Simona shared the history of the family who had lived in her trulli more than a hundred years ago and gave us a tour of the inside and top of her home.

We climbed very narrow stairs to get to the top of her trulli. Trulli are built without cement and stay cool in summer and warm in winter. Simona demonstrated how easy it is to climb to the top. No one took her up on her offer to climb it.

Five hours later, we left happy, full, more knowledgeable about Puglia, and ready to try making oriecchette at home.


Our flying tweaks worked! We arrived in Rome on time with all our baggage. Feeling a bit caffeine deprived, I was thrilled to see a beautiful coffee bar as we entered the terminal. Cappuccino and a fresh, warm pistachio croissant were the perfect welcome to Italy.

Martina Franca

My amazing husband, who can drive anywhere, drove our rental car seven hours from Rome to Martina Franca with no problems. Well, no problems until we arrived in what we expected to be the small, peaceful village that would be our home for the next four nights.

We had no idea Martina Franca was such a busy city, and the street signs were hard to find. After twice driving around what we were pretty sure was our apartment block, we called Martino, our host. He graciously met us at our car (we were so close), escorted us the apartment and drove our car to the car park a few blocks away. What great service!

Our apartment is part of a palazzo that Martino’s great-grandfather built in 1881. Martino’s family has lived in the palazzo since it was built. After creating an apartment in the palazzo (lucky for us) Martino and his wife Lucia live in the rest of the home.

Martina Franca will be our home base in Puglia. Located in the heel of the Italian boot, Puglia is becoming more well-known to tourists. Olive oil, primitivo grapes, gorgeous beaches, and the Trulli, ancient huts dwelling back to the Middle Ages, are highlights of this beautiful area.


Bari, the largest city in Puglia, wasn’t originally part of our plan. But we had two good reasons for adding it to our itinerary. A friend whose family came from Bari had talked about wanting to go there, and we had to go to the Bari airport to pick up our friend who is joining us for part of the trip.

I am so happy we added Bari to our list of Puglia stops. Thanks to Nicholas from Lokafy Tours we spent a delightful two hours exploring the city. Lokafy is a bit different from many other tours. As stated on their website, they believe that by “discovering the world through the eyes of the people who live here, we will see the inter-connectedness of it all. That we’re more similar than we are different.” Walking the streets of Bari with Nicholas was like exploring the city with a knowledgeable friend.

Nicholas met us at the Bari train station and we walked down the main road to the Adriatic Sea.

Bari is divided into three areas-the old old, the new old, and the new new. Like much of Italy, the old old is really old. This lion and pillar is from the middle ages. Sinners were lashed to the pillar and stoned to death.

A section of the Via Traiana, an ancient Roman road built by Emperor Trajan (98-117) is displayed under a newer roadway. Cart tracks are still visible.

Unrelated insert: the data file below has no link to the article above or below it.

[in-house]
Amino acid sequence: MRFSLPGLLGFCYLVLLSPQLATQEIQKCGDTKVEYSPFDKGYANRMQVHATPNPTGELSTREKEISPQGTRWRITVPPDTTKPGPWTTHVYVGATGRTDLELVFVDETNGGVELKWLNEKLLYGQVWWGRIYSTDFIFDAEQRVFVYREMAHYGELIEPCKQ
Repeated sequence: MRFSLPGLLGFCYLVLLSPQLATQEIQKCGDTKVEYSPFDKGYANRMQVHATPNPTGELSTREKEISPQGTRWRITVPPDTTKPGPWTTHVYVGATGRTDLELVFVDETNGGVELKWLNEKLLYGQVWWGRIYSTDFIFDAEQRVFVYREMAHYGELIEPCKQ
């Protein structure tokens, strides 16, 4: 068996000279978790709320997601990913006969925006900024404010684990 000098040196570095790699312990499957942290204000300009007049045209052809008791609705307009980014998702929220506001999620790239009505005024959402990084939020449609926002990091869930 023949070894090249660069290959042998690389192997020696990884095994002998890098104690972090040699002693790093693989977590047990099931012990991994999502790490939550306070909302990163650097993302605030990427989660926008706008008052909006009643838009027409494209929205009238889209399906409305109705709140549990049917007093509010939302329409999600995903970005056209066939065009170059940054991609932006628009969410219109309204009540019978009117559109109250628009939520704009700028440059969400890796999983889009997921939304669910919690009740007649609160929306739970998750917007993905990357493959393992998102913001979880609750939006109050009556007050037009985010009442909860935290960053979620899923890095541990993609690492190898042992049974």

The fish market was winding down by the time we got there. Only one fish stand was still open. Behind the stand one of the fishermen was tenderizing the squid by repeatedly throwing the pieces against a stone wall.

Orecchiette is the pasta of Puglia. Nicholas took us down pasta lane where the “pasta ladies” make and sell fresh orecchiette.

We talked with Nicholas about the mafia and crime in general in Bari. NIcholas credited the mayor with making Bari a much safer city. His response to our question about the mafia was a shrug and the comment, “This is Italy.”

Bari is a beautiful city, and we definitely spent too little time there.

Perfect Evening

Our friend, Scott’s plane arrived on time, so we are feeling like our travel karma is looking good. Scott is the reason we came to Puglia. After seeing Puglia on the wine label of a bottle he enjoyed, he thought it would be a good place for our next Italian adventure.

We had a wonderful evening at Coco Pazzo, the top restaurant recommendation from our host. The food was wonderful, and the staff was amazing.

Stephano, the chef owner, was excited to learn that we lived in Sarasota and kept returning to our table to chat with us. He has visited Sarasota to see his good friends who own two restaurants in the area. We loved listening to his insider stories about chefs and traveling the world.

I will go to bed feeling like the first day of our trip was pretty wonderful.

Italy-Revisiting Favorites and Exploring New Places

Travel drama on our June trip to Northern Ireland made us question if we would leave the country again any time soon. However, it didn’t take long for our love of travel to dim our travel drama memories, and we are excited to be leaving for Italy today.

We tweaked a few details on this trip that should lessen the chances for missed connections, over-booked flights, and lost luggage that frustrated us on our last trip. Driving to Miami so we can fly non-stop to Rome and taking only carry-on bags should improve our odds for a smooth trip.

I am looking forward to an uneventful flight with a nice glass of wine and a few good movies. Once we arrive in Rome, we’ll get our rental car and begin our adventures to Puglia and Sicily. In between exploring these two new areas, we will make a return visit to beautiful Tuscany.